Nottwil Grand Prix: Peter Genyn vs. Toni Piispanen

Great wheelchair racing rivals will face off on Swiss track 23 May 2018
two male wheelchair racers sprint for the line

Genyn (L) and Piispanen will clash again at the 2018 Nottwil Grand Prix

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“It’s also really nice to know that both of us are so motivated, with a little bit of tension in the air before the race. We both know we have to give 100 per cent to be the best.”

Belgium’s Paralympic and world champion Peter Genyn believes the Nottwil Grand Prix, which starts on Friday (25 May) in Switzerland, will provide the perfect dress rehearsal for this summer’s European Championships.

Genyn will face his great rival Toni Piispanen on the Swiss track – the man whose world, Paralympic and European T51 track titles he has claimed over the last three years – and he’s feeling more ready than ever.

“If I have a good race it’s going to be tough for him to beat me, so I just have to focus on myself. If he’s better than me he might beat me but he will have to have a perfect race,” said Genyn, who lost out to Piispanen over 100m in Nottwil last year.

It’s no wonder the Belgian is full of confidence – three weeks ago in Bruges (Belgium) he broke Piispanen’s 100m T51 world record which had stood for three years, taking a substantial 0.29 seconds off his personal best in the process.

“I hope I can keep this shape and prove that the world record was not a fluke,” added the 41-year-old, who has broken the 200m T51 world record in Nottwil the last two years running.

“If I can do that in the Swiss series then I can probably do the same at the Europeans. If you can come on top out of this I think it’s always a good start.

“I feel very confident at the moment, but I’m always going to keep Toni in my sights because you are never done with him. It’s always going to be close but I think at the moment I’m the favourite.”

The pair will take on the 100m and 200m T51 in Nottwil in what will be Piispanen’s season opener, but after a successful winter behind him, the Finn is certainly not troubled by his rival’s form.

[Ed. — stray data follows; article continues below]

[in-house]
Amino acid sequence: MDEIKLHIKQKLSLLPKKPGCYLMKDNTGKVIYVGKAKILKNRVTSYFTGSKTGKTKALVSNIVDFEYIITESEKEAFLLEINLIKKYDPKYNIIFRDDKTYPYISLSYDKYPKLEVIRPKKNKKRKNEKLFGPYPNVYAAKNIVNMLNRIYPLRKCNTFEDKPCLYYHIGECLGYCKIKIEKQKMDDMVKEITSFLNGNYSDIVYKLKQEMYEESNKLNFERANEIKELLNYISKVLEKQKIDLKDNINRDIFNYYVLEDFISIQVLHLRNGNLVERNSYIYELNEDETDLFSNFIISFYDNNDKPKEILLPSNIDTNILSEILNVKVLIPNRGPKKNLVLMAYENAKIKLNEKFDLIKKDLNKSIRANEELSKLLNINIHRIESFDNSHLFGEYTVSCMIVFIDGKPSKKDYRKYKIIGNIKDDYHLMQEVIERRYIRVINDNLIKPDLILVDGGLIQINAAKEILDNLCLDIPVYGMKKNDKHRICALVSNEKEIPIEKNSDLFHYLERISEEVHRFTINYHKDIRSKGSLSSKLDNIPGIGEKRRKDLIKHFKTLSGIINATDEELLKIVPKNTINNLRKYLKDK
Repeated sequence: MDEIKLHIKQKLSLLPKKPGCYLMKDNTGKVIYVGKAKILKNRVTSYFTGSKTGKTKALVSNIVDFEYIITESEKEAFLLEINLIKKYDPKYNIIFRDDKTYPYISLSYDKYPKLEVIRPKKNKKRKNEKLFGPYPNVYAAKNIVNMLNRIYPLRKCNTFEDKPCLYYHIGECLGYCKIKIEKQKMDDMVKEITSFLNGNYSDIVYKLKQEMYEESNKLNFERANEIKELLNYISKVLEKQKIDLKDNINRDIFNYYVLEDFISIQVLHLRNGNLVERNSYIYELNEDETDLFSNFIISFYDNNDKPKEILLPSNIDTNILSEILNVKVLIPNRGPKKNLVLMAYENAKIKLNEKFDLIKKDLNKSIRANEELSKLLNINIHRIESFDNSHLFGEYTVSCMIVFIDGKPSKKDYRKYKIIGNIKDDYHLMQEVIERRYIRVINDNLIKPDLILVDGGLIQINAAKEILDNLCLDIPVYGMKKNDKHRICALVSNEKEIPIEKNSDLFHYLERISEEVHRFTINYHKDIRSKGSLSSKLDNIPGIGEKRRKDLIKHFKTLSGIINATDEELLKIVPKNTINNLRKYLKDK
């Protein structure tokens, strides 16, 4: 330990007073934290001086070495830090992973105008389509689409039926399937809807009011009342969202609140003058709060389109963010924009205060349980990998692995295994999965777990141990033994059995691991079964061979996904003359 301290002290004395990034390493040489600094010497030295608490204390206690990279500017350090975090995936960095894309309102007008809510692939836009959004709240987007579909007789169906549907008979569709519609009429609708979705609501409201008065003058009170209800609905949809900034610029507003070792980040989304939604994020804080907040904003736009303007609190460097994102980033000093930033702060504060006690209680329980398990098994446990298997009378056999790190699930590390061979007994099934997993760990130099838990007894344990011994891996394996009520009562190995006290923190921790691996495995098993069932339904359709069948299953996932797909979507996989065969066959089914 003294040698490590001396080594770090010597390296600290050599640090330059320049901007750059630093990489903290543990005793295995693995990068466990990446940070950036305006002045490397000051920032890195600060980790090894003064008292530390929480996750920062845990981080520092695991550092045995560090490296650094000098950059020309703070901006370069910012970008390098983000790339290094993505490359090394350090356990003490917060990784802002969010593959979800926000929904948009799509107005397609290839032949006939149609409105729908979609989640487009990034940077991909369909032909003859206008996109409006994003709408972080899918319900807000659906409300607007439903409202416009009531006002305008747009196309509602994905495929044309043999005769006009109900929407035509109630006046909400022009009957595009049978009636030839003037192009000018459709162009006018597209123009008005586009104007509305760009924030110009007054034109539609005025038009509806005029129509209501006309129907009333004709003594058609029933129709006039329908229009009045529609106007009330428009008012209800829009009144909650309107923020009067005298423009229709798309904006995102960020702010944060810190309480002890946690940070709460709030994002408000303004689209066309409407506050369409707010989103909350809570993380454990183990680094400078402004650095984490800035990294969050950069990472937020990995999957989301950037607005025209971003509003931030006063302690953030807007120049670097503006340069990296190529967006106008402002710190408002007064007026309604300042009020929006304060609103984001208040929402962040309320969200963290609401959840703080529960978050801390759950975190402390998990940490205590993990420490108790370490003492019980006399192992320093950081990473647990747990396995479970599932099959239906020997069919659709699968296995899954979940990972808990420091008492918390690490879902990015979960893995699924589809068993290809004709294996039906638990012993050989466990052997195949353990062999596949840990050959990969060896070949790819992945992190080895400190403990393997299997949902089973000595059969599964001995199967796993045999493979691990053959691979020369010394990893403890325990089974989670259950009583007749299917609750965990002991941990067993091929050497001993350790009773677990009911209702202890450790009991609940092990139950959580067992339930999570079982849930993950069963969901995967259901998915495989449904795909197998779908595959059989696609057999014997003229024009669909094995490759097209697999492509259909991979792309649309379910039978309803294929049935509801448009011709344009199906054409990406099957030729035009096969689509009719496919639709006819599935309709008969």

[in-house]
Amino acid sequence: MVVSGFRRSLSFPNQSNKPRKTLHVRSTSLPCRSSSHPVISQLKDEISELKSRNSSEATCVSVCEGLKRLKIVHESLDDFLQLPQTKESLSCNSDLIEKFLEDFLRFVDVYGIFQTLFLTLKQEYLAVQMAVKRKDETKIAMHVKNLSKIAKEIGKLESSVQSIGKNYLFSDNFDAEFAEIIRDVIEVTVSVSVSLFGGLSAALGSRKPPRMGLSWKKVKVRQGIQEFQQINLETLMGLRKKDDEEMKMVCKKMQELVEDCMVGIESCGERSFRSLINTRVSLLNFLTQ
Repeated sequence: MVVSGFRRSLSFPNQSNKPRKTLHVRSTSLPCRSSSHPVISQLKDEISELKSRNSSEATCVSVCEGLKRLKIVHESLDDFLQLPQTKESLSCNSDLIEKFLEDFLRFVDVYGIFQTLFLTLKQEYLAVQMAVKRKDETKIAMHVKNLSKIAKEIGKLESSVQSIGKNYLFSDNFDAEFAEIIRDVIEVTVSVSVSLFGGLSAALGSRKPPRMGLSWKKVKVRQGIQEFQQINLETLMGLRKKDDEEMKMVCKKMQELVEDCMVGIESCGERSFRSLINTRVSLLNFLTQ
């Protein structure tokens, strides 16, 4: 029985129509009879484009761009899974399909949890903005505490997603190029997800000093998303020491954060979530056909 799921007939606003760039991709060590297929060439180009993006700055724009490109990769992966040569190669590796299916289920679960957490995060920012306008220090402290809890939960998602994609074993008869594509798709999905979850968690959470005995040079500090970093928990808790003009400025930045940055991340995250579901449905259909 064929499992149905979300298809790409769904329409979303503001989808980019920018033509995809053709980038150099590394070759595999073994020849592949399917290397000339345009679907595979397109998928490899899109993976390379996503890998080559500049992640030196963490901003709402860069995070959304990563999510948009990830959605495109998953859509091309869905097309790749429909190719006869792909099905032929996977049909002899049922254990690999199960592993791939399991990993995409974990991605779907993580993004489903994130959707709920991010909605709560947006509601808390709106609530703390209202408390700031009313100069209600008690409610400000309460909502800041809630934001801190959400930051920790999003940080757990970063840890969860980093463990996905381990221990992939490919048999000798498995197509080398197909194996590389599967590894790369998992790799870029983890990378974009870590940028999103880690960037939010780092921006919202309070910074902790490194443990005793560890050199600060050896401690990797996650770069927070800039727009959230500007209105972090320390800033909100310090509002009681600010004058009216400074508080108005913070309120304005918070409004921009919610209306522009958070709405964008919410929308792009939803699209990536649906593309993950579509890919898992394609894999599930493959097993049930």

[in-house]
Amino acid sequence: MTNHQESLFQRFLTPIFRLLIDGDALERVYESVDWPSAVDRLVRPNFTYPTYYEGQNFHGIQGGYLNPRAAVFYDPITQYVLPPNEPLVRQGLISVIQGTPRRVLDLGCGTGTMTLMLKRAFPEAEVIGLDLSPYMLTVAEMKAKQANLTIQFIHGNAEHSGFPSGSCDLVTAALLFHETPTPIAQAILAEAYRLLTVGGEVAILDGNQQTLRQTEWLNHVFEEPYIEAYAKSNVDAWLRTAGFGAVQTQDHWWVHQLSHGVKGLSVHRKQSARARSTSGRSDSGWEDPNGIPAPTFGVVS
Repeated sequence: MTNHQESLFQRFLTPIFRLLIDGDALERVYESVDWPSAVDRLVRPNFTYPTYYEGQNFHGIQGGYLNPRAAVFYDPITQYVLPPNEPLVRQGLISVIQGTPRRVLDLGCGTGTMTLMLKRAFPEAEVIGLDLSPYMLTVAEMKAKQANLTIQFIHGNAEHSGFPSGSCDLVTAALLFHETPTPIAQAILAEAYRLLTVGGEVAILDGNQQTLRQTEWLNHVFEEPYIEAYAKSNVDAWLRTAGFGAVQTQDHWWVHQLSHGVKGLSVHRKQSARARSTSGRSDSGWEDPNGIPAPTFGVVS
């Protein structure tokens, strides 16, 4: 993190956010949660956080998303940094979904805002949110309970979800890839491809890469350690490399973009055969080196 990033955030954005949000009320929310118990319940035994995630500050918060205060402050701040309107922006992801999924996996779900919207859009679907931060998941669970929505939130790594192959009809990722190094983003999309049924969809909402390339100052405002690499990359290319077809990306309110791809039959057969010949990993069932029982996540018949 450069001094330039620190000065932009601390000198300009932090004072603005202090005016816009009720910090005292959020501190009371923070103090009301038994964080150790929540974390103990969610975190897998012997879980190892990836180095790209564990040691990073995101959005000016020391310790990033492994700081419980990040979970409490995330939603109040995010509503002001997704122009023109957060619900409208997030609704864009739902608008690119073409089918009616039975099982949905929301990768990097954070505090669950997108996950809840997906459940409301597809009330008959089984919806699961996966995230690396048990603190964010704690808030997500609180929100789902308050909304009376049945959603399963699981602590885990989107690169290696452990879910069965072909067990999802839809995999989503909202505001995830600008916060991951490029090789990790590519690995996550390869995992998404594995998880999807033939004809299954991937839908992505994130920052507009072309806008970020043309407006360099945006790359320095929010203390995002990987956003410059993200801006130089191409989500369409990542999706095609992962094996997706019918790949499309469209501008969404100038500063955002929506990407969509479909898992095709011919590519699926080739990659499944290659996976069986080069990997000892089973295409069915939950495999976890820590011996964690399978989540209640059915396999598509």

“It doesn’t affect my feelings,” said Piispanen, who underwent shoulder surgery after Rio 2016, where he finished fourth, to fix a long-standing injury. “It’s about time to break that record, within two years it will get even better.

“I’m feeling really good and I forgot the Rio disappointment when I realised after my shoulder operation that I still have the chance to be the best, so that drives me to keep going.

“It’s also really nice to know that both of us are so motivated, with a little bit of tension in the air before the race. We both know we have to give 100 per cent to be the best.”

The last time the pair met was at the Memorial Van Damme Diamond League in Brussels, less than six weeks after the London 2017 World Championships. Piispanen won – much to the disappointment of Genyn’s legion of home fans.

After analysing his progress throughout the year, Piispanen and his coach had come to realise that his results varied significantly – “too many bad days and one good day each week,” and introduced changes to his training and seating position.

“We continued our training as scheduled and it worked at the Diamond League in Brussels. After that we were very confident that development would be much better and in the right way,” he explained.

“It gave me a lot of confidence - right after that training continued to go even better and it was psychological I think. Everything was so easy after that.

“I’m still getting better all the time; I am without any pain right now, the balance between my right and left shoulder is really good. So I should be in good shape right now.”

Genyn may be confident, but if there is one man that can stop him, it’s Piispanen.